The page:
‘Four thousand have died. It was like Qiamat (End of Times). Even when all hell was let loose, when bombs were spread around liked chopped pieces of wood, these people (pointing to policemen) were robbing – such injustice.’
What the people of Rawalpindi and Islamabad did not know was that the reason their world was because someone was trying to cover up a simple fact. American stinger missiles which had been given for fighting in Afghanistan, had found their way into the hands of the Iranians.
They were stored in Ojhri dump, and it was pretty obvious that those looking after the dump had sold them on to the Iranians, pocketing the money. A team of American navel investigators was in mid-flight, on its way to Ojhri to investigate. They had entered Pakistani airspace, when the dump was blown up.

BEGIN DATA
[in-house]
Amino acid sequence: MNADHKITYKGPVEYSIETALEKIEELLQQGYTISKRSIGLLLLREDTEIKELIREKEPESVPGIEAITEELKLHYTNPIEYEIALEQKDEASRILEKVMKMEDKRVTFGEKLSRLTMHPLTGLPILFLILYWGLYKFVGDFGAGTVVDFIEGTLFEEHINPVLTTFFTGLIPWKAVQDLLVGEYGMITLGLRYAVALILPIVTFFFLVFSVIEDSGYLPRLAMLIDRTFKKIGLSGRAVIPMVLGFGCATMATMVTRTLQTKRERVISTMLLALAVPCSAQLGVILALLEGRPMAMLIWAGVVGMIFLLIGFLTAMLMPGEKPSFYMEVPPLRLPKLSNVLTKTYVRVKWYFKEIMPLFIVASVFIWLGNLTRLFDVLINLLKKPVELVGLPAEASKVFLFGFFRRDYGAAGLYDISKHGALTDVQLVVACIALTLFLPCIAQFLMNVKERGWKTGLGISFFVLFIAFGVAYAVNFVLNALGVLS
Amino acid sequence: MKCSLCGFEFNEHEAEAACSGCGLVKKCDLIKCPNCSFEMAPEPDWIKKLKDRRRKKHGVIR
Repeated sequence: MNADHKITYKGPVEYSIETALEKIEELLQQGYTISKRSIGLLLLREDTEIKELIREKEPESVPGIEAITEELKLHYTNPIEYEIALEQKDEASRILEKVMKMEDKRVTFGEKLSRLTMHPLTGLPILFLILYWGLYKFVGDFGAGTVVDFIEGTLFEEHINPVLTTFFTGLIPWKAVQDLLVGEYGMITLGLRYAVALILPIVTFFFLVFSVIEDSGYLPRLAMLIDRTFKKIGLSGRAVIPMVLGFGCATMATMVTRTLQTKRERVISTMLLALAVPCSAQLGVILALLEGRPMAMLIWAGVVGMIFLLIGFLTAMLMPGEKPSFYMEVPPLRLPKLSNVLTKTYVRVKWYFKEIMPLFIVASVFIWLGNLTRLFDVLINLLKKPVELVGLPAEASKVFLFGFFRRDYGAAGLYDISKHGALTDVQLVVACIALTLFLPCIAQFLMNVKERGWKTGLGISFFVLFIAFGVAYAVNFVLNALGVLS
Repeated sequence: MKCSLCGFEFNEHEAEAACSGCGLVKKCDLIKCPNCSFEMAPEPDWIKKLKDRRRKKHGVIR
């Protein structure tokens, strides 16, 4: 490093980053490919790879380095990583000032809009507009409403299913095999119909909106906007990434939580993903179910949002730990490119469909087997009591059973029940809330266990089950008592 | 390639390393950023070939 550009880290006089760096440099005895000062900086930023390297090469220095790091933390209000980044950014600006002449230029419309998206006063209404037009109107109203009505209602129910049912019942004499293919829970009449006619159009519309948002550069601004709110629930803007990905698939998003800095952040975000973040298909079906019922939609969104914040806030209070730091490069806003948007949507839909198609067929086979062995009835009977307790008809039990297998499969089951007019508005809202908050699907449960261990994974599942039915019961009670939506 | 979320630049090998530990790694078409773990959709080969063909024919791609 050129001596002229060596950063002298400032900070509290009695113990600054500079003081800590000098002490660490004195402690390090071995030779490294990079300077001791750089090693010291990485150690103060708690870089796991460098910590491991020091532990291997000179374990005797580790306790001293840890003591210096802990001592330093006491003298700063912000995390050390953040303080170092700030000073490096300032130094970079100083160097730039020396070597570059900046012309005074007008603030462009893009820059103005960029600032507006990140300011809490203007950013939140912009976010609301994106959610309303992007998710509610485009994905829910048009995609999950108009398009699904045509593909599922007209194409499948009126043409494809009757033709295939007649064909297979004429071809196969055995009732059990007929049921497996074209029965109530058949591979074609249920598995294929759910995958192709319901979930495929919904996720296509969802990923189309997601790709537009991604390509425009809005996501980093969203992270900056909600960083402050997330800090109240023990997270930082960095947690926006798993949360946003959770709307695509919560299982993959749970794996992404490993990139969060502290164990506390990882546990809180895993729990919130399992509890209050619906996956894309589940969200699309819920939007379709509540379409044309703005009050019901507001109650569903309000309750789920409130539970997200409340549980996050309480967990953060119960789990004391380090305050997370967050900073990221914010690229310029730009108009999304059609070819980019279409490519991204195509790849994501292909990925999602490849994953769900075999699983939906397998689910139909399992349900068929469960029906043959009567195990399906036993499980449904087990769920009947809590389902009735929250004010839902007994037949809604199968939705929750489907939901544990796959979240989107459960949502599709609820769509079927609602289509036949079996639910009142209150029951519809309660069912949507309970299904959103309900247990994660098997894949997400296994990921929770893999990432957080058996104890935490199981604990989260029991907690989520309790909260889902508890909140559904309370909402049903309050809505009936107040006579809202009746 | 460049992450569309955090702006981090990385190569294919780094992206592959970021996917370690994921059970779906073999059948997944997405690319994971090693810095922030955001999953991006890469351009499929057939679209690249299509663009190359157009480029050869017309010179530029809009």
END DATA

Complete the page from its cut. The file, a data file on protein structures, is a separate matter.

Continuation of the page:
Two days after the explosions at Ojhri, General Zia compared what happened to the disasters at Russia’s Chrenobyl and India’s Bhopal. He refused to admit that Ojhri was a transit dump where weapons were destined for Afghanistan. The deed was blamed on foreign agents. But General Zia and those close to him knew full well that this was a lie. This was an inside job.
The foreign Hand theory could not hold ground, as many Pakistani papers at the time questioned it. Stinger missiles do not just go off, they have to be primed. Army ammunition dumps, are built in such a manner an explosion should not affect the other. But here were truckloads of the stuff over ground, and much more underground, all going off.
By the time the Americans arrived, 5000 people were dead. What was incredible to believe at the time was that even General Zia would not let people know what sort of weapons were stored underground.
We went into the grounds of Ojhri and a senior Pakistan officer, whose rank and name I forget now, saw us. He was holding a small Quran in his hand. He was shaking with anger at what had happened. He explained that in the underground networks, there were so many unexploded munitions, and they had no idea how to defuse them.